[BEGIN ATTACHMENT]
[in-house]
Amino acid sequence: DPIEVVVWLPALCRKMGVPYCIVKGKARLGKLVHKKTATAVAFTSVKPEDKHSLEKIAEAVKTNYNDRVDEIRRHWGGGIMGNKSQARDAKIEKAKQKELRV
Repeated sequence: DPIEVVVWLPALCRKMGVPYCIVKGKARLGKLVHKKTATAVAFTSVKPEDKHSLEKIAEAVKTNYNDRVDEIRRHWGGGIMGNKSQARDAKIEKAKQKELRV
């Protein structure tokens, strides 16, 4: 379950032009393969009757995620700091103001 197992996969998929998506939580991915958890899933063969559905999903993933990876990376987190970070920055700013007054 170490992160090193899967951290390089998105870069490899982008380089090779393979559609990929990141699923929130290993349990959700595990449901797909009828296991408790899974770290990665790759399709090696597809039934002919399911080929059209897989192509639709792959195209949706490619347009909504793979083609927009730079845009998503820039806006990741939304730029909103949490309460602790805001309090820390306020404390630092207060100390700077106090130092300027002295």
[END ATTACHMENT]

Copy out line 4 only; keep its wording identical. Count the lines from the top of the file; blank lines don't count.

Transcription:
């Protein structure tokens, strides 16, 4: 379950032009393969009757995620700091103001 197992996969998929998506939580991915958890899933063969559905999903993933990876990376987190970070920055700013007054 170490992160090193899967951290390089998105870069490899982008380089090779393979559609990929990141699923929130290993349990959700595990449901797909009828296991408790899974770290990665790759399709090696597809039934002919399911080929059209897989192509639709792959195209949706490619347009909504793979083609927009730079845009998503820039806006990741939304730029909103949490309460602790805001309090820390306020404390630092207060100390700077106090130092300027002295």